Support for New York State Testing Program

A letter to Senator John R. Kuhl, Jr. from William F. Allyn, Robert B. Catell and R. Carlos Carballada, reaffirming business's support for tough education standards and tests based on them. The same letter was sent to Assemblyman Steven Sanders.

May 30, 2001

The Honorable John R. Kuhl, Jr.
Chairman, Senate Education Committee
Room 310
Legislative Office Building
Albany, New York 12247

Dear Senator Kuhl:

RE: New York State Testing Program

It’s a rare pupil who really likes to take a test in school. So it’s no surprise that a small group of educators who are resisting clear standards in our schools are now managing to stir up some protests against New York State’s standardized tests.

But it is extremely important that we stand behind our standards, and the tests that back them up.

New York State’s testing program includes the Regents’ exams required for high-school graduation, plus tests in the earlier years—fourth and eighth grades—that are needed to identify students (and schools) who are falling behind. This program is not onerous or excessive.

Nor does it stifle creativity. New York’s tests measure important skills and broad knowledge, rather than narrow topics that require rote memorization. There is no way of “teaching to” these tests without giving pupils a good education in the process. Without doubt, there are many fine school districts in New York State whose programs go far beyond what is covered in these tests. But their pupils can (and do) handle the state’s tests in stride.

Someone should remind those who protest the testing program that the schools themselves have made uniform testing a necessity. They have failed over many years to adopt and stick to high standards of their own. They have been turning out tens of thousands of high school “graduates” who lack even basic skills—and everybody knows it.

In Monroe County—one hotbed of protests claiming the tests are unnecessary—20 percent of the high-school graduates who enter the local community college must immediately be placed in a “developmental” (remedial) English course. We need uniform, minimum standards—because too many schools have had no standards.

As a taxpayer, I would also note that many schools seem to just love standardized tests—except when tests are required by the state, with results reported publicly. Districts buy and administer other standardized tests by the truckload. A single testing firm, CTB/McGraw Hill reports that about 70 percent of New York State school districts buy its tests every year. A typical district administers these commercially prepared tests, not a single one of which is required by (or reported to) the state, in the 3rd, 5th, 6th, and 7th grades. Pupils and parents who are concerned about the amount of time devoted to testing need to ask just how much of that time is on state-required tests.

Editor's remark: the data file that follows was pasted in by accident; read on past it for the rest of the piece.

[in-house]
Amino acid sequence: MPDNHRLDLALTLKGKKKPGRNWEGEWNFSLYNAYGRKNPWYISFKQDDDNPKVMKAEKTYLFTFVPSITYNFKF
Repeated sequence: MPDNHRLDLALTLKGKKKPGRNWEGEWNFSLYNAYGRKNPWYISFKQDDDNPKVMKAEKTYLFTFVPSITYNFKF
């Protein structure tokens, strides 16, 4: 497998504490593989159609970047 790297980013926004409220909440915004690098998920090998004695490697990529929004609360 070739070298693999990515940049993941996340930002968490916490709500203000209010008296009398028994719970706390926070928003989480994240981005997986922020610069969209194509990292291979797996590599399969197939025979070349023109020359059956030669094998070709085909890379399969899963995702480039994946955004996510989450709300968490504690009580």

Does every student in every district really need to be tested? Unfortunately, this is the only way to ensure that no school is allowed to backslide into the former practice of pushing out “graduates” who had not been given a real education.

Finally, it is clear that New York’s higher standards, and the tests that stand behind them, are working. This year The Business Council began giving “Pathfinder Awards” to elementary schools that are showing rapid improvement. In studying the 27 winners, we found that all of them were using test data to identify weaknesses and upgrade their programs. The tests weren’t a burden to the pupils; they were the key to a better education.

Like them or not, we need tests to ensure that our kids are getting the education they deserve — and that we taxpayers are paying for.


William F. Allyn Robert B. Catell R. Carlos Carballada
Chairman Vice Chairman Chairman, Education Committee
Chairman and CEO, Chairman and CEO, Chairman, Rochester Fund
Welch Allyn KeySpan M&T Charitable Foundation
Ventures, LLC

Copy to Governor Pataki, Commissioner Mills, Board of Regents, Speaker Silver and Members of the Senate Education Committee